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What to Know Before Seeking that “Healthy Glow”

It’s been a cold and windy spring, and everyone is ready for some sunshine.

If you’ve been thinking about getting a jump on the season with a visit to a tanning salon, however, you might want to think again.

The Centers for Disease Control (CDC) warns that indoor tanning is no safer for your skin than being in the sun outdoors, because in both cases you’re exposed to ultraviolet (UV) rays that damage skin and can cause skin cancer.

Consider this information from the CDC.

  • Indoor tanning is especially dangerous for young people, who, according to research, are some of the most likely users of tanning beds or booths. The CDC concluded that those who begin tanning during adolescence or early adulthood have higher risk of developing melanoma – the deadliest form of skin cancer, and the second most common cancer in women between 20 and 29 years old.
  • A base tan is not a safe tan. While many believe that a tan can protect you from getting sunburned, if you have a tan, the damage has already been done. Tanning is your skin’s response to injury from UV rays, and it does little to protect you from further exposure.
  • Tanned skin is not healthy skin. Many people report that they feel healthier when their skin is tanned. But, the concept of a “healthy glow” is nothing more than a myth, according to the CDC, because every time you tan or burn, you expose yourself to harmful UV rays and increase your risk of melanoma.
  • While some claim that indoor tanning is safe because you can control your level of exposure to UV rays, research has found that indoor tanning exposes you to intense UV levels. Thousands of people each year require visits to hospitals due to injuries caused by tanning beds.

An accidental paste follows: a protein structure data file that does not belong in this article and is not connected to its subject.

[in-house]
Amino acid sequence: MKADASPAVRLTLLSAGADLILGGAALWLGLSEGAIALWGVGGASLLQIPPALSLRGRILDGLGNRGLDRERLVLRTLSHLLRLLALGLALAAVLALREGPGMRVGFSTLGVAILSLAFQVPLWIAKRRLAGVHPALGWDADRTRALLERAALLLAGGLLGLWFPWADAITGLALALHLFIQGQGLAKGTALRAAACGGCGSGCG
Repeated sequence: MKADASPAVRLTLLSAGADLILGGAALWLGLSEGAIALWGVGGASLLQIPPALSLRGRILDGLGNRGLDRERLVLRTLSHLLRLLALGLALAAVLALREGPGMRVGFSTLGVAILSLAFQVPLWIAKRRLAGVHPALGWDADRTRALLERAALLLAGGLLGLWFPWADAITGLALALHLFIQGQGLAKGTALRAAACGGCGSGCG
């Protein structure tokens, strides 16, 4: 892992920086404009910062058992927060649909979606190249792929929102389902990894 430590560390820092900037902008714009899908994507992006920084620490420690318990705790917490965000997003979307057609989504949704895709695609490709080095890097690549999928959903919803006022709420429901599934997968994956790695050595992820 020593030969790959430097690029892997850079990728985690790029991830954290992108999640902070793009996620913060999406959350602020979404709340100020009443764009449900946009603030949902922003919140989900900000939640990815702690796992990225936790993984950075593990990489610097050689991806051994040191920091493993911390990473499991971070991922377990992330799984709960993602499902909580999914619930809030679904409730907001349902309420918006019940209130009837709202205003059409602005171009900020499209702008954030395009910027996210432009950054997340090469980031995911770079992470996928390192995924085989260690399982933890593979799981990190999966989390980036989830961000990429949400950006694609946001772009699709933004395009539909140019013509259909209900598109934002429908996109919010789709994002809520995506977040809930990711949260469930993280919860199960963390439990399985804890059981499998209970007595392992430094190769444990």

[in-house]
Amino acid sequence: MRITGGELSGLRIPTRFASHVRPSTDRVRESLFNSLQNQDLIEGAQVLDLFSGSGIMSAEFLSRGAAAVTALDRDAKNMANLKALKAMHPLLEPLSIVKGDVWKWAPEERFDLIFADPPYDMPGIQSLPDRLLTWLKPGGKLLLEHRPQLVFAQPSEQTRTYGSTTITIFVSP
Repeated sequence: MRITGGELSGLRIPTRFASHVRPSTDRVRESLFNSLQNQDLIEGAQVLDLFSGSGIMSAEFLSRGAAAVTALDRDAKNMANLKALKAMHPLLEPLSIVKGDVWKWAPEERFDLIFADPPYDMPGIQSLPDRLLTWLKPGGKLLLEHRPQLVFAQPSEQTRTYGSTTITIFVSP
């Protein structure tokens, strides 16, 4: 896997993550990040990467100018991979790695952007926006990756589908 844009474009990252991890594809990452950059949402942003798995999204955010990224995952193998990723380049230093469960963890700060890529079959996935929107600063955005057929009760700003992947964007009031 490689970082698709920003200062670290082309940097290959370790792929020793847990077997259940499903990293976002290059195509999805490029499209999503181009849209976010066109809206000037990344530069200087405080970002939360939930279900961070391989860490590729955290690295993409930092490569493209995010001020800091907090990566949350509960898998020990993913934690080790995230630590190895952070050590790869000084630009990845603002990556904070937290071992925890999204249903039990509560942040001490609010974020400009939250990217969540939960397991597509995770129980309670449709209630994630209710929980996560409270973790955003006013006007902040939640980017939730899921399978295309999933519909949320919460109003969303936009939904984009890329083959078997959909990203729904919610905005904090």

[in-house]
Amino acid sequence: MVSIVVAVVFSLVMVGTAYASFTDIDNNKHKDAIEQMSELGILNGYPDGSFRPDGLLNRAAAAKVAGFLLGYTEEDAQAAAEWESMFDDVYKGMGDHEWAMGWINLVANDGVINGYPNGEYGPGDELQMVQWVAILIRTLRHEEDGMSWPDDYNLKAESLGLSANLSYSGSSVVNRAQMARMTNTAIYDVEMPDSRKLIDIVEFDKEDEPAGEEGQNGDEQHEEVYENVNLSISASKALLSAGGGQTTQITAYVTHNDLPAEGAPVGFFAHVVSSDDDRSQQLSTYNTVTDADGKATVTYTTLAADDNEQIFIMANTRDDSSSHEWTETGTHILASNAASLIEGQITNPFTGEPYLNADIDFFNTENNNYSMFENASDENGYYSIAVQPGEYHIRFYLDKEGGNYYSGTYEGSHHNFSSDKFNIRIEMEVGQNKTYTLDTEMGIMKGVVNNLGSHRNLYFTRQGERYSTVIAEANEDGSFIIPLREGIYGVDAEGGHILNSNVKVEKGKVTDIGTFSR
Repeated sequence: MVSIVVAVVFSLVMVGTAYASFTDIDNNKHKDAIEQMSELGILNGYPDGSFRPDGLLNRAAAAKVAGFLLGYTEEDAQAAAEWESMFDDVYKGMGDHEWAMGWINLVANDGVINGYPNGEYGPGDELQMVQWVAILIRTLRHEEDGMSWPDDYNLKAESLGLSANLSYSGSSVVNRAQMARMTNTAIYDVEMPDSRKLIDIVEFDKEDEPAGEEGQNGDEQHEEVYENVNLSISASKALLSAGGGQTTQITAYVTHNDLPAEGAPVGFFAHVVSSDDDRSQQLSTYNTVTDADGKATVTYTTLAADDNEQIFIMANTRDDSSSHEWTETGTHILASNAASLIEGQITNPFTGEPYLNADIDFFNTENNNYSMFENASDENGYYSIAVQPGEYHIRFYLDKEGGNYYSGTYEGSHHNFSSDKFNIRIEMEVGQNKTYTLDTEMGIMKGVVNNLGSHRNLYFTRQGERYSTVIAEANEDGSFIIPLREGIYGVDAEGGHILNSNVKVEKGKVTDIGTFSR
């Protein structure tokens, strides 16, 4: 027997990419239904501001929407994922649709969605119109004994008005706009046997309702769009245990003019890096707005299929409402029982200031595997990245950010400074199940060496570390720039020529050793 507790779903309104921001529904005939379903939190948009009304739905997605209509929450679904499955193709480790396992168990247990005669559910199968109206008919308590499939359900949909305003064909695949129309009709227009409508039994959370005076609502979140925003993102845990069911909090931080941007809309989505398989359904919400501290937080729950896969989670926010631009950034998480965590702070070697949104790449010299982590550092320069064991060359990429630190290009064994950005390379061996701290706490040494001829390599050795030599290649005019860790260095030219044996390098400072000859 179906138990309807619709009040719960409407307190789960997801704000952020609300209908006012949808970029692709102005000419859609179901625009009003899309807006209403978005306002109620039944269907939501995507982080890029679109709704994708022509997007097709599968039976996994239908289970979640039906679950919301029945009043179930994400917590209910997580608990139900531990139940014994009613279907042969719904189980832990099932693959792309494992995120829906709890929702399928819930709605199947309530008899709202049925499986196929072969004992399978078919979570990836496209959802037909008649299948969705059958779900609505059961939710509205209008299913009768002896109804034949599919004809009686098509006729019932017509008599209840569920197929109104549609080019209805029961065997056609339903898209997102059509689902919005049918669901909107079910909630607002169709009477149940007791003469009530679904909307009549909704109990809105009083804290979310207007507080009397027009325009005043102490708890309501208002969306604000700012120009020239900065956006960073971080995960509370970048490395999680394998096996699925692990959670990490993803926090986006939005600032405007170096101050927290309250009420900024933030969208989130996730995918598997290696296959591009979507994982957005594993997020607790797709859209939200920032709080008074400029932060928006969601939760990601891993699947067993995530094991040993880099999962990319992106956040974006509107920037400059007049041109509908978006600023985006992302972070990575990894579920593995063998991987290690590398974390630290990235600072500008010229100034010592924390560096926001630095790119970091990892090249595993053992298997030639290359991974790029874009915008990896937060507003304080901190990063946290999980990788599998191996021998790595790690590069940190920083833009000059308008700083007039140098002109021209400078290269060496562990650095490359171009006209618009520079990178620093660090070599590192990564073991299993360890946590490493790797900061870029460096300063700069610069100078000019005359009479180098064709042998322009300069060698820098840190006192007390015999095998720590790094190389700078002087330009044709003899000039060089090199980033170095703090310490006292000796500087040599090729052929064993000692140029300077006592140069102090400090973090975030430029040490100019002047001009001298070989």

• The most dangerous types of UV rays cause changes to the DNA in cells, and experts believe that those changes are likely the cause of skin cancers. Weaker UV rays are less likely to cause cancer, but can result in long-term skin damage such as wrinkles, blotches and changes in the texture of the skin.
  • Skin cancer is the most common type of cancer in the United States, and, unlike many other cancers, it’s increasing in frequency. Protect yourself from dangerous UV rays by avoiding tanning salons and covering up when you’re in sunshine outdoors. Wear sunglasses that block at least 99 percent of UV light, and use sunscreen with “broad spectrum” protection and a sun protection factor (SPF) of at least 30. And, remember that UV rays are at their peak between 10 a.m. and 4 p.m., so avoid the sun during those times.

Patty Kelly, Physician Referral Specialist Need to find a physician, program, or medical practice close to home? Call Patty Kelly, Physician Referral Specialist, & let her help you find the perfect fit.
610-378-2001   |   toll free 844-363-0882   |   FindAPhysician@PennStateHealth.psu.edu

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